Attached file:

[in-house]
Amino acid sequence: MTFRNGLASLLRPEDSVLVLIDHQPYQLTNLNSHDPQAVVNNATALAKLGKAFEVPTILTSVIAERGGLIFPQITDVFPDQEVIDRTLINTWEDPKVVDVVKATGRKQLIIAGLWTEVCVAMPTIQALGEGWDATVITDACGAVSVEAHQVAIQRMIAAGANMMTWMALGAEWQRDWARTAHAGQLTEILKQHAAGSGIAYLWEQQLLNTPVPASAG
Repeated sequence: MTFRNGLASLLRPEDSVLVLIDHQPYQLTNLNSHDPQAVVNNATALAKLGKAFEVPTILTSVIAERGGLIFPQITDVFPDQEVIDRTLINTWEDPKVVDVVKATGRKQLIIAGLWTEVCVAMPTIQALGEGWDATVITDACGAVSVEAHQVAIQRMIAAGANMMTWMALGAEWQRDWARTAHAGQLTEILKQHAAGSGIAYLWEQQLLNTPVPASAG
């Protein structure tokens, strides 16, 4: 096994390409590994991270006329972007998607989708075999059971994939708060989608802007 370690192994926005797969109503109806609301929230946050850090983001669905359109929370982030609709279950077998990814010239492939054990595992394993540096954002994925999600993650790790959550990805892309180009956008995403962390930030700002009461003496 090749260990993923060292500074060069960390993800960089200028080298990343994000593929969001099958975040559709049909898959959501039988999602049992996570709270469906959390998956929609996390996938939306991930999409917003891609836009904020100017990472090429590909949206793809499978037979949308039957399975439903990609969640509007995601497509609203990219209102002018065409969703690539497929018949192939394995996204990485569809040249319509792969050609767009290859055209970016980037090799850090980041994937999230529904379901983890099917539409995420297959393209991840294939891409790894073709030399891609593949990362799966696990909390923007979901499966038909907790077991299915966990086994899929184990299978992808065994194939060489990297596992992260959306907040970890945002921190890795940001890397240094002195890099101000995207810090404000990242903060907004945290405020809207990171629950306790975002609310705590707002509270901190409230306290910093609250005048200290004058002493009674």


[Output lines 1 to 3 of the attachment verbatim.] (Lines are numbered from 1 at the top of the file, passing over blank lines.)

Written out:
[in-house]
Amino acid sequence: MTFRNGLASLLRPEDSVLVLIDHQPYQLTNLNSHDPQAVVNNATALAKLGKAFEVPTILTSVIAERGGLIFPQITDVFPDQEVIDRTLINTWEDPKVVDVVKATGRKQLIIAGLWTEVCVAMPTIQALGEGWDATVITDACGAVSVEAHQVAIQRMIAAGANMMTWMALGAEWQRDWARTAHAGQLTEILKQHAAGSGIAYLWEQQLLNTPVPASAG
Repeated sequence: MTFRNGLASLLRPEDSVLVLIDHQPYQLTNLNSHDPQAVVNNATALAKLGKAFEVPTILTSVIAERGGLIFPQITDVFPDQEVIDRTLINTWEDPKVVDVVKATGRKQLIIAGLWTEVCVAMPTIQALGEGWDATVITDACGAVSVEAHQVAIQRMIAAGANMMTWMALGAEWQRDWARTAHAGQLTEILKQHAAGSGIAYLWEQQLLNTPVPASAG